In the story, the cold equation is explained simply:
The men of the frontier knew — but how was a girl from Earth to fully understand? h amount of fuel will not power an EDS with a mass of m plus x safely to its destination. To him and her brother and parents she was a sweet-faced girl in her teens; to the laws of nature she was x, the unwanted factor in a cold equation.
Basically, Marilyn represents x, the "unwanted factor" in the cold equation that will doom her to death. Since Marilyn's weight adds too much to the mass of the EDS ( Emergency Dispatch Ships), she must be expelled from the craft. To keep her on board will doom the rest of the crew as well as those who await emergency supplies of a fever serum on Woden, a frontier station.
The author further makes the point that scientific laws are "irrevocable and immutable" and that such order is a necessity in terms of human existence.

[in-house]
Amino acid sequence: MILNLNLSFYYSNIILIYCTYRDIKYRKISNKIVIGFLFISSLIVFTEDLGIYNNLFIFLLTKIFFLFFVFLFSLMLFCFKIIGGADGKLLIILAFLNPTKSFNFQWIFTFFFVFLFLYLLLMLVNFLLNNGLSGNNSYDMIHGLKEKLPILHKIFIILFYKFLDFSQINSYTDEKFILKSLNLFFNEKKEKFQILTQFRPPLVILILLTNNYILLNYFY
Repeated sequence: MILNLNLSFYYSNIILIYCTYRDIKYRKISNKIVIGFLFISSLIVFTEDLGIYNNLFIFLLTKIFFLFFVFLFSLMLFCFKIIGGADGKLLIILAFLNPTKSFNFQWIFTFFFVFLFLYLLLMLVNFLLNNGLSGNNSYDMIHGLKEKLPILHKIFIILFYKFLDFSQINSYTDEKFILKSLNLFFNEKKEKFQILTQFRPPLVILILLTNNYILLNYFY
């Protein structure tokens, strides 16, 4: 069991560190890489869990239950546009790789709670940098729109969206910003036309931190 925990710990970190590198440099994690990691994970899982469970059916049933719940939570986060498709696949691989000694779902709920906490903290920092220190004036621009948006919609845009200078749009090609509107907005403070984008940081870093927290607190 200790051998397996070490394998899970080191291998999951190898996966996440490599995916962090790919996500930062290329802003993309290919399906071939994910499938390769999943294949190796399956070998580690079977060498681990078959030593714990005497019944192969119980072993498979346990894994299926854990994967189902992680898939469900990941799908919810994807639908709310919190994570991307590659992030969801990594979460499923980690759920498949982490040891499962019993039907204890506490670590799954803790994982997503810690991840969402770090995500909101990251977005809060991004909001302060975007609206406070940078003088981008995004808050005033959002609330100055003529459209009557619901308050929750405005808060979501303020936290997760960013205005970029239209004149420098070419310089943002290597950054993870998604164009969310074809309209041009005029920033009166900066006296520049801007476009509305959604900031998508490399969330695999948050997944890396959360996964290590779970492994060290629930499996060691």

The circumference of a circle was always pi times the diameter, and no science of man would ever make it otherwise. The combination of chemical A with chemical B under condition C invariably produced reaction D. The law of gravitation was a rigid equation, and it made no distinction between the fall of a leaf and the ponderous circling of a binary star system.
Since each EDS can only carry a limited amount of rocket fuel, the computers must calculate the exact amount of fuel needed by taking into account the course coordinates as well as the masses of the EDS, pilot, and cargo. Unfortunately, because the computers have not been programmed to take into account the added mass of a stowaway, Marilyn will end up being sacrificed to the dictates of the "cold equation."